We all know that money can be a source of tension in the relationship. What you may not realize is that a differences in spending habits is far and away the most common cultural challenge that couples face, bigger even than the battle of the sexes or ethnic differences.
“Statistically, people from different socio-economic groups tend to have the most challenge over any other difference culturally,” psychotherapist Jeremi McManus told me during the taping of a recent episode of my show, Talking Love. “That is why money is such a loaded topic.”
Even if you marry someone in the same income bracket, differences in spending habits still can arise. Value systems around money usually develop in childhood, and not always in line with our parents or peers. Our money habits also can evolve over the course of our lifetime as we make our way through the world; a decade alone and single, for instance, will change how we view and spend money.
“What I tend to see the most is that you’ll have one person who is a little bit more of a spender, and likes to enjoy the money they are earning, the other person is more of a saver, and tends to be a little more conservative,” Jeremi noted during our talk. “So inevitably, they’ll butt heads.”
That’s why identifying with our partner is so important.
We talk a good game during our wedding ceremony about how our union is two people coming together as one. Most of us don’t actually work on building this union, however. Instead, we stay separate as two people who have partnered on a life together—we are two as two, not two as one. That is because we don’t know how to come together with our partner on the level we mentioned in our wedding vows. So, we don’t even try.
This is setting the bar too low. It opens the door for many bad things in the relationship, including money fights.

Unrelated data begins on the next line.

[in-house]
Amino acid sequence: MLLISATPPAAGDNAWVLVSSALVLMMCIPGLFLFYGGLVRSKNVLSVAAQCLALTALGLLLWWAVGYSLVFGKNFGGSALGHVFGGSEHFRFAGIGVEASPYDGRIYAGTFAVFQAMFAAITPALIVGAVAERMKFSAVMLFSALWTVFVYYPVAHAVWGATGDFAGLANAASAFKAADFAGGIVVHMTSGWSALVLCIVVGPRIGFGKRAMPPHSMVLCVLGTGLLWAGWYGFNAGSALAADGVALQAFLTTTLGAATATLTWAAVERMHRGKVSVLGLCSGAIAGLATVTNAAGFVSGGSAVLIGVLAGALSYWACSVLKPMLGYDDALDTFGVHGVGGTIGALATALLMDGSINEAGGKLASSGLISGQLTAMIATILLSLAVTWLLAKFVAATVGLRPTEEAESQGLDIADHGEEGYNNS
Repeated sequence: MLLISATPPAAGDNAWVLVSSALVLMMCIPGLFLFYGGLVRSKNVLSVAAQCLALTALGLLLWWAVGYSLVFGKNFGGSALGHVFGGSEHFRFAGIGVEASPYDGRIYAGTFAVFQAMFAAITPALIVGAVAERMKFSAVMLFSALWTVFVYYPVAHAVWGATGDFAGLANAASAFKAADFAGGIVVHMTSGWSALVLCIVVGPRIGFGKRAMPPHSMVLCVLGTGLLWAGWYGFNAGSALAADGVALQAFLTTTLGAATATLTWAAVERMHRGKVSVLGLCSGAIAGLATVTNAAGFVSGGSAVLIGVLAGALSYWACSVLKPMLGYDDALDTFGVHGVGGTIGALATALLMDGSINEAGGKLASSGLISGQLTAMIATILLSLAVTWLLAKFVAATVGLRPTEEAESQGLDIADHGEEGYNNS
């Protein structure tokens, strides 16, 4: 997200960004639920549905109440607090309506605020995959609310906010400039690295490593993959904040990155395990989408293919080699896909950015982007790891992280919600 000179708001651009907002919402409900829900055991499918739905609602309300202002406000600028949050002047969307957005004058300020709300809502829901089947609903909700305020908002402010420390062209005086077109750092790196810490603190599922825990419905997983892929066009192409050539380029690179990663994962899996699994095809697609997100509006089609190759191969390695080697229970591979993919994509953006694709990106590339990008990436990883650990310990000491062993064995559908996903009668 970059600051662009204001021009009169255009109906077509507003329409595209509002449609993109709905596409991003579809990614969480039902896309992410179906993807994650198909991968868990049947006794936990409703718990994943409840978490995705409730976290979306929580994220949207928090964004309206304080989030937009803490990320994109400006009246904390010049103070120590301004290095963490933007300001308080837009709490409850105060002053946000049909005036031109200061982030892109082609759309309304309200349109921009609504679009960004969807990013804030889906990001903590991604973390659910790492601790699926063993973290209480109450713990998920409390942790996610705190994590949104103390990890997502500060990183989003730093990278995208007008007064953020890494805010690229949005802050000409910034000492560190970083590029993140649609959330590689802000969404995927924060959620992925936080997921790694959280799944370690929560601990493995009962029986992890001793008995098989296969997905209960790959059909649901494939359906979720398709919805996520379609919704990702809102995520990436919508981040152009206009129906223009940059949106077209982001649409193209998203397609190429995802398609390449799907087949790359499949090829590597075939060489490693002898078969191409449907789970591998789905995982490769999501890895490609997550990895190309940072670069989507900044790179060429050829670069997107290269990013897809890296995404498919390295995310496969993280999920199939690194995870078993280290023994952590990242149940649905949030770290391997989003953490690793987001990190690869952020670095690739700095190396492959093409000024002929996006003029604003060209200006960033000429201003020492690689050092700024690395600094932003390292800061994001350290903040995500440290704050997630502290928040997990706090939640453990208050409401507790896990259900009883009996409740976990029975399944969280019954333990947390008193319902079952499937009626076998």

The best defense against money problems in your relationship is learning the skill of genuinely coming together as one. It not only brings more joy and love to the relationship and helps you grow as a person, it also addresses the countless differences that can crop up between you and your partner that cause tension.
One school of thought suggests you just live with these differences in spending habits. You compromise. You move on. This can work, yes. But it never is satisfactory; it is series of never-ending compromises. A better approach is harmonizing your spending habits so you are not working at cross-purposes. This is possible and not hard. It just takes time and a shift in thinking (and a good relationship coach helps, too).
“The theme you are hearing, empathy, is really what I work on cultivating with my couples,” Jeremi told me during our talk. “What I often find is that over time, when one partner listens and really deeply understands what their partner’s needs and priorities are, they want to join their partner in those priorities.”
Watch Jeremi and I discuss how you can start to move together with your partner on spending habits and money priorities, curbing those money fights. Just watch the video above or click this link.
Then, when you’re ready, talk with me and we can discuss how you and your partner can come together more completely on not just money issues, but on all significant matters.
Coming together with your partner is a choice and a daily habit–and it makes everything better.
Peter is founder of Kowalke Coaching. He also is founding director of the Philia Mission, a small charitable organization. Contact Peter.